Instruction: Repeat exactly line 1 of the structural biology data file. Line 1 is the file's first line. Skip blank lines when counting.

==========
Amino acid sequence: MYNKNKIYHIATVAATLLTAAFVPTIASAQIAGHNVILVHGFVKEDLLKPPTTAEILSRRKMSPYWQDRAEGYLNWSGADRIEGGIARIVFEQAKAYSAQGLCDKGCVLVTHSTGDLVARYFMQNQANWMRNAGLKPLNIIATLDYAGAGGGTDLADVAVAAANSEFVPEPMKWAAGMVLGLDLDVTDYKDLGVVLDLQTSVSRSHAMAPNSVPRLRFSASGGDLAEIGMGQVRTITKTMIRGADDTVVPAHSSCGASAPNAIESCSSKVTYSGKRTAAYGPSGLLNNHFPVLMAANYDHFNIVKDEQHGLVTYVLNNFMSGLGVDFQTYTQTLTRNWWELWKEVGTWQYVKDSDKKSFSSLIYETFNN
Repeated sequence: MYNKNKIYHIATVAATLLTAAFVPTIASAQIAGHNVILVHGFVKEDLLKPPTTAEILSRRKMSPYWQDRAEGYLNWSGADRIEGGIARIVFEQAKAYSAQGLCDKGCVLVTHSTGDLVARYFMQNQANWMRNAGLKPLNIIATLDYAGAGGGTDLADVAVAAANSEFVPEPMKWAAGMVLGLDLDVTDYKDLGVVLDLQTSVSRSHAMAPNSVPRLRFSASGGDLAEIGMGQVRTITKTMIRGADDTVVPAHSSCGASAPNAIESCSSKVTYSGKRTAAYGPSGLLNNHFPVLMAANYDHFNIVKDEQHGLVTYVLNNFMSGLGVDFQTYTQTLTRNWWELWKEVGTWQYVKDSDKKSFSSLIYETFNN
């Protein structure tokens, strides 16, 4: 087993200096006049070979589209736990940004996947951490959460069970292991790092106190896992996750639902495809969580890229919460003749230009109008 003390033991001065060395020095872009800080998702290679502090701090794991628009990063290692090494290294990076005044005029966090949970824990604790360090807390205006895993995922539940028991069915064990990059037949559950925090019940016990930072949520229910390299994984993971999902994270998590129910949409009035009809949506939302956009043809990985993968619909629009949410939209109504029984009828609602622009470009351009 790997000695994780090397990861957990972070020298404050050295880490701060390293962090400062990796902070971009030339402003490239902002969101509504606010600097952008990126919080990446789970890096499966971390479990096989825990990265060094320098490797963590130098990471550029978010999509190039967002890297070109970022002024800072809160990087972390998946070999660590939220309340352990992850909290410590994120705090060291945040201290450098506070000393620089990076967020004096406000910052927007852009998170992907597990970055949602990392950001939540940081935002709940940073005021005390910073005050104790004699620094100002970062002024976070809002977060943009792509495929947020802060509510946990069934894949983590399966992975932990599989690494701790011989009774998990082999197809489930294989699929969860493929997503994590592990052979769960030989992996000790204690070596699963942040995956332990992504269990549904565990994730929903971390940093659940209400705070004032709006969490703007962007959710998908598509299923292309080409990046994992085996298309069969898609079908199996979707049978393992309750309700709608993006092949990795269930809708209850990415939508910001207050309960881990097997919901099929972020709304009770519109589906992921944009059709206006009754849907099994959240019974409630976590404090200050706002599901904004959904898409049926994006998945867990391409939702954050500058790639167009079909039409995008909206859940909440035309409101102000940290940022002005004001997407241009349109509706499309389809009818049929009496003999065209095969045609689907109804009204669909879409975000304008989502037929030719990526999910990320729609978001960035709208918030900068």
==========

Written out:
Amino acid sequence: MYNKNKIYHIATVAATLLTAAFVPTIASAQIAGHNVILVHGFVKEDLLKPPTTAEILSRRKMSPYWQDRAEGYLNWSGADRIEGGIARIVFEQAKAYSAQGLCDKGCVLVTHSTGDLVARYFMQNQANWMRNAGLKPLNIIATLDYAGAGGGTDLADVAVAAANSEFVPEPMKWAAGMVLGLDLDVTDYKDLGVVLDLQTSVSRSHAMAPNSVPRLRFSASGGDLAEIGMGQVRTITKTMIRGADDTVVPAHSSCGASAPNAIESCSSKVTYSGKRTAAYGPSGLLNNHFPVLMAANYDHFNIVKDEQHGLVTYVLNNFMSGLGVDFQTYTQTLTRNWWELWKEVGTWQYVKDSDKKSFSSLIYETFNN